Here’s the most interesting stuff I read over the weekend:
(1) “How an Icelandic Volcano Shut Down Europe’s Airspace” [Der Spiegel] – The furious Eyjafjallajökull volcano in Iceland has erupted, and the result is the grounding of thousands of flights across Europe. Since flights are grounded, some people were forced to take more creative ways of getting to their destination:
British comedian John Cleese of Monty Python fame found himself stuck in Oslo. He hired a taxi and was able to reach Brussels for a fee of €3,800 ($5,100).
Der Spiegel does an excellent job of breaking down the story. On a related note, there were a lot of photographs being shared on the web related to the event, but I wanted to create a most representative and compelling set of photos of the Eyjafjallajökull eruption. I posted a gallery on Flickr: Eyjafjallajökull Volcano (worth a look for some incredible images).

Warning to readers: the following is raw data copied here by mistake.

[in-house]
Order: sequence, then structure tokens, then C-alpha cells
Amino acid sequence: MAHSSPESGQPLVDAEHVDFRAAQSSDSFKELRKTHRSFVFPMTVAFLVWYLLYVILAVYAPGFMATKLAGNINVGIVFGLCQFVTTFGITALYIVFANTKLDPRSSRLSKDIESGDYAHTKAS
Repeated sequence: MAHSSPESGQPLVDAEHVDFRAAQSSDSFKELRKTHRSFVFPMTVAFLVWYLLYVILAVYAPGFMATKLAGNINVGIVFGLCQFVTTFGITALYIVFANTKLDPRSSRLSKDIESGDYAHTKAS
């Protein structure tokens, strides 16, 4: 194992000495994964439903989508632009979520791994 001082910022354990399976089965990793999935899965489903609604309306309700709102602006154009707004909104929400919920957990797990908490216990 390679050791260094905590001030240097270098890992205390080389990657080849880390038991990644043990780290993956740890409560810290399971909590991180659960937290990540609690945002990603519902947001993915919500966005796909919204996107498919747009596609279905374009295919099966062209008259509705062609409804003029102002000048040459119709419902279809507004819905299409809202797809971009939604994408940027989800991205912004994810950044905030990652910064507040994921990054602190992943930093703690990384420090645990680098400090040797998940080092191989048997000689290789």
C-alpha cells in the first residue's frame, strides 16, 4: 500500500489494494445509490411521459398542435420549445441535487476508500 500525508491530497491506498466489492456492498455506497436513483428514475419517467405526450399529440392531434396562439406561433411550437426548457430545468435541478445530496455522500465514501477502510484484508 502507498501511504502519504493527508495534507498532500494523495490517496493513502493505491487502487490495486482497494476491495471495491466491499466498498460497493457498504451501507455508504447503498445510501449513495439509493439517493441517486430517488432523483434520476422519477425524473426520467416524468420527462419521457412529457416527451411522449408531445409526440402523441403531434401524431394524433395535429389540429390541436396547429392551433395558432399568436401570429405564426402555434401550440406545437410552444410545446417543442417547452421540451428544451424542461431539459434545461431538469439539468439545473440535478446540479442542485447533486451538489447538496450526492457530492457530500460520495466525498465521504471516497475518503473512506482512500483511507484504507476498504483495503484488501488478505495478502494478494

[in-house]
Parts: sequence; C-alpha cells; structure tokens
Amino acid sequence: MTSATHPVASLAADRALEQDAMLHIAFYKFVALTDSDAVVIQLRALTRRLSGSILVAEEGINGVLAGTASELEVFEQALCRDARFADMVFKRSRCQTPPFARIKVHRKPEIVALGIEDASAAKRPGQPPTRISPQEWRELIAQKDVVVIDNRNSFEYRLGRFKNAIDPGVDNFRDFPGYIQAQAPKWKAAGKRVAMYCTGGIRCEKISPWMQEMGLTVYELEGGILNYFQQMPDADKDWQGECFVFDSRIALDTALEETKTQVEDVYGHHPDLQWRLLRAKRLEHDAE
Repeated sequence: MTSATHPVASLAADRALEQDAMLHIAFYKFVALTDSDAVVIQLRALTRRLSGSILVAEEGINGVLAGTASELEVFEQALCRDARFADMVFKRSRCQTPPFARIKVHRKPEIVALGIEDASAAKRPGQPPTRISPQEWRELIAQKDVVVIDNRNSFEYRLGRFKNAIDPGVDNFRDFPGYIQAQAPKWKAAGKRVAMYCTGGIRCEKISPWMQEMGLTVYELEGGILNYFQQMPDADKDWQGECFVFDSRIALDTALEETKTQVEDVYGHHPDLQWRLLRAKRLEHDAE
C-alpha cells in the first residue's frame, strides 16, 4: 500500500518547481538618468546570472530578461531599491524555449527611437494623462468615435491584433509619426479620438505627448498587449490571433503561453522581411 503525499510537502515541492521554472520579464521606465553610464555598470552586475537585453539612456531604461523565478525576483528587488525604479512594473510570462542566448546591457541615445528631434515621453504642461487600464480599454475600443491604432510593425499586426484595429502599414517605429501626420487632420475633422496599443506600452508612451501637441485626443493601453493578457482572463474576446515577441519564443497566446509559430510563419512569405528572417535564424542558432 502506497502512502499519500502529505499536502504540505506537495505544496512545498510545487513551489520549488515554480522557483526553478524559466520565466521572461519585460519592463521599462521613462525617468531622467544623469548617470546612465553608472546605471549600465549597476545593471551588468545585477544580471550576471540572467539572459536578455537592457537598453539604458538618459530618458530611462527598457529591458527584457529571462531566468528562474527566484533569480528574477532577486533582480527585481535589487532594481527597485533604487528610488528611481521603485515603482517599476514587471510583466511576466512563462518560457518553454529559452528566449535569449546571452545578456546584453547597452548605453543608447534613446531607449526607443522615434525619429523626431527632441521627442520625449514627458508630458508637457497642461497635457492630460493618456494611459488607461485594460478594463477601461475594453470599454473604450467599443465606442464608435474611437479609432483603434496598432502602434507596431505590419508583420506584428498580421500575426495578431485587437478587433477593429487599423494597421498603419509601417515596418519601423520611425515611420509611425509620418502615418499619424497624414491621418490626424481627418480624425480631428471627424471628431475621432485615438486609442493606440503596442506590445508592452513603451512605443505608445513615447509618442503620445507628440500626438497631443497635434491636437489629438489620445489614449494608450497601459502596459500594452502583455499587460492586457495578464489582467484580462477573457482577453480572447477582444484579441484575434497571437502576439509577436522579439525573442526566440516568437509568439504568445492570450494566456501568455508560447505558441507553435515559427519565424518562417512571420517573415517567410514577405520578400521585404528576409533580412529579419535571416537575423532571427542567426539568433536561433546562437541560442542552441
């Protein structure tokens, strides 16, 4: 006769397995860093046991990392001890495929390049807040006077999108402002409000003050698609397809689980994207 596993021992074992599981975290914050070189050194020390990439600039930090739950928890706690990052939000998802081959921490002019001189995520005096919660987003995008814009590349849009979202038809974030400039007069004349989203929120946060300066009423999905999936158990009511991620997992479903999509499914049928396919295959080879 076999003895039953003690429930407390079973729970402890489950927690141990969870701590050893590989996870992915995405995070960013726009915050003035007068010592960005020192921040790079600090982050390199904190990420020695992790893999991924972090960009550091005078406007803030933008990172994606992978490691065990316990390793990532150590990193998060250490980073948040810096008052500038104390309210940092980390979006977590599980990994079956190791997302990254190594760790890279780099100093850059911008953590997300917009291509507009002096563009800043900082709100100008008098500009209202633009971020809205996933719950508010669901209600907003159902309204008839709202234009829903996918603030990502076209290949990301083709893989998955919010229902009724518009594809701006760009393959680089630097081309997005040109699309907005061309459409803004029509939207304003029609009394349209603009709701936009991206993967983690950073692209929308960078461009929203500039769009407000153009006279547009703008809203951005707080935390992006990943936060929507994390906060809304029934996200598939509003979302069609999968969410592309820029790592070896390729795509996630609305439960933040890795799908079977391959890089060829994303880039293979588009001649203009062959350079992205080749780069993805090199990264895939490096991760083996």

(2) “From Dung to Coffee Brew With No Aftertaste” [New York Times] – the most expensive coffee in the world comes from a wild source. A wonderful read!
(3) “Killer Quakes on Rise With Cities on Fault Lines” [Bloomberg] – we’ve had major earthquakes in Haiti, Baja, and most recently, China so far this year. Are we experiencing more earthquakes as of late than usual? A good point by the author:
The difference between a major earthquake and a significant one is whether it occurs near a population center. Seismic events that people feel are newsworthy, those that shake fish or cows are not. Those that collapse cities are especially destructive in lives and rebuilding costs.
But perhaps the most telling line of the piece:
Never before has it been possible to kill 1 million people in a single earthquake, but cities are now big enough to make this possible.